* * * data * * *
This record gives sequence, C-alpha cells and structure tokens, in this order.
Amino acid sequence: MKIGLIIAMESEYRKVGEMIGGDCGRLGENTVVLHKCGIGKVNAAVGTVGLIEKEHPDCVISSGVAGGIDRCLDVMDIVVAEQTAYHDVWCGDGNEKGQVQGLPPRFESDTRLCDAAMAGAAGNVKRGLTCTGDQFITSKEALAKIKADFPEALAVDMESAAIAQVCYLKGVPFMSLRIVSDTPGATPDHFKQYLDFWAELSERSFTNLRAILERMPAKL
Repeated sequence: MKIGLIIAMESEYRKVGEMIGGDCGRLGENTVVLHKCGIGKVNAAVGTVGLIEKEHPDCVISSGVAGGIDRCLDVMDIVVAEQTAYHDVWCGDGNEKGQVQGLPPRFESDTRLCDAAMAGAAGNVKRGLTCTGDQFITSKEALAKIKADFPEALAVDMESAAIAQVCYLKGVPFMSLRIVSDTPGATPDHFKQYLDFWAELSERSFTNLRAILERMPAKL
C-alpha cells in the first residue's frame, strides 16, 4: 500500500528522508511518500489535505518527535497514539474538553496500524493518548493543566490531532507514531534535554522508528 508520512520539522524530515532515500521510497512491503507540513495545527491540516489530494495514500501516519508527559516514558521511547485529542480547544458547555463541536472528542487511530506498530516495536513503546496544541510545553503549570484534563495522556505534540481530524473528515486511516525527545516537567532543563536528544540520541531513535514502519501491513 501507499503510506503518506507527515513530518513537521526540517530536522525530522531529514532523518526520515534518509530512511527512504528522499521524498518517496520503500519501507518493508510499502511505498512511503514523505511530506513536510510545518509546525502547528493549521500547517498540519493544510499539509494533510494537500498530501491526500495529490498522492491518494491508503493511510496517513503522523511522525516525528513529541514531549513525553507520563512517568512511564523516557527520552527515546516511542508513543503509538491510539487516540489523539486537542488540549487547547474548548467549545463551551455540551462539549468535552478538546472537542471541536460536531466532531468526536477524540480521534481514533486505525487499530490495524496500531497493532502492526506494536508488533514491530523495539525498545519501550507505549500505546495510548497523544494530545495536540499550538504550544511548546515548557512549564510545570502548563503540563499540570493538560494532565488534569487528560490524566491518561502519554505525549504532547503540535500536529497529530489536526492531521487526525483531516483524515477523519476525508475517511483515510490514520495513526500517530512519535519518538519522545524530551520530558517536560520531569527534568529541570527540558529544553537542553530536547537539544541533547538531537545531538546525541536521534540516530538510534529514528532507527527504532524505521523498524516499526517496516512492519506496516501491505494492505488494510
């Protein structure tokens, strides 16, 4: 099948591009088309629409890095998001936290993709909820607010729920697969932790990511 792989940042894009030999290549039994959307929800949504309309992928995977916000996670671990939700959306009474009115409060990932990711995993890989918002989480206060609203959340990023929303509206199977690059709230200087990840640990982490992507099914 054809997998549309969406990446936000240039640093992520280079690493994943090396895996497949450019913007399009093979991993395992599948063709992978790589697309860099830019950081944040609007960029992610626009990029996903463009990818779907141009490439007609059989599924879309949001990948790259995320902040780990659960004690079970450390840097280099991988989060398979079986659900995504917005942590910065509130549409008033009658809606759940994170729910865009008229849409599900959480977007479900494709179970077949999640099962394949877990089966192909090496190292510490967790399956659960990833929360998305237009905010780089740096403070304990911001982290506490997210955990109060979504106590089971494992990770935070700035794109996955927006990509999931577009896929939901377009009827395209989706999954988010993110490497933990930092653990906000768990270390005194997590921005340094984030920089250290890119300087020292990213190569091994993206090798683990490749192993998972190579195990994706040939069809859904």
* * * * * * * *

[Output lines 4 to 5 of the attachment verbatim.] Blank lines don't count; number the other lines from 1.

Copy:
C-alpha cells in the first residue's frame, strides 16, 4: 500500500528522508511518500489535505518527535497514539474538553496500524493518548493543566490531532507514531534535554522508528 508520512520539522524530515532515500521510497512491503507540513495545527491540516489530494495514500501516519508527559516514558521511547485529542480547544458547555463541536472528542487511530506498530516495536513503546496544541510545553503549570484534563495522556505534540481530524473528515486511516525527545516537567532543563536528544540520541531513535514502519501491513 501507499503510506503518506507527515513530518513537521526540517530536522525530522531529514532523518526520515534518509530512511527512504528522499521524498518517496520503500519501507518493508510499502511505498512511503514523505511530506513536510510545518509546525502547528493549521500547517498540519493544510499539509494533510494537500498530501491526500495529490498522492491518494491508503493511510496517513503522523511522525516525528513529541514531549513525553507520563512517568512511564523516557527520552527515546516511542508513543503509538491510539487516540489523539486537542488540549487547547474548548467549545463551551455540551462539549468535552478538546472537542471541536460536531466532531468526536477524540480521534481514533486505525487499530490495524496500531497493532502492526506494536508488533514491530523495539525498545519501550507505549500505546495510548497523544494530545495536540499550538504550544511548546515548557512549564510545570502548563503540563499540570493538560494532565488534569487528560490524566491518561502519554505525549504532547503540535500536529497529530489536526492531521487526525483531516483524515477523519476525508475517511483515510490514520495513526500517530512519535519518538519522545524530551520530558517536560520531569527534568529541570527540558529544553537542553530536547537539544541533547538531537545531538546525541536521534540516530538510534529514528532507527527504532524505521523498524516499526517496516512492519506496516501491505494492505488494510
């Protein structure tokens, strides 16, 4: 099948591009088309629409890095998001936290993709909820607010729920697969932790990511 792989940042894009030999290549039994959307929800949504309309992928995977916000996670671990939700959306009474009115409060990932990711995993890989918002989480206060609203959340990023929303509206199977690059709230200087990840640990982490992507099914 054809997998549309969406990446936000240039640093992520280079690493994943090396895996497949450019913007399009093979991993395992599948063709992978790589697309860099830019950081944040609007960029992610626009990029996903463009990818779907141009490439007609059989599924879309949001990948790259995320902040780990659960004690079970450390840097280099991988989060398979079986659900995504917005942590910065509130549409008033009658809606759940994170729910865009008229849409599900959480977007479900494709179970077949999640099962394949877990089966192909090496190292510490967790399956659960990833929360998305237009905010780089740096403070304990911001982290506490997210955990109060979504106590089971494992990770935070700035794109996955927006990509999931577009896929939901377009009827395209989706999954988010993110490497933990930092653990906000768990270390005194997590921005340094984030920089250290890119300087020292990213190569091994993206090798683990490749192993998972190579195990994706040939069809859904």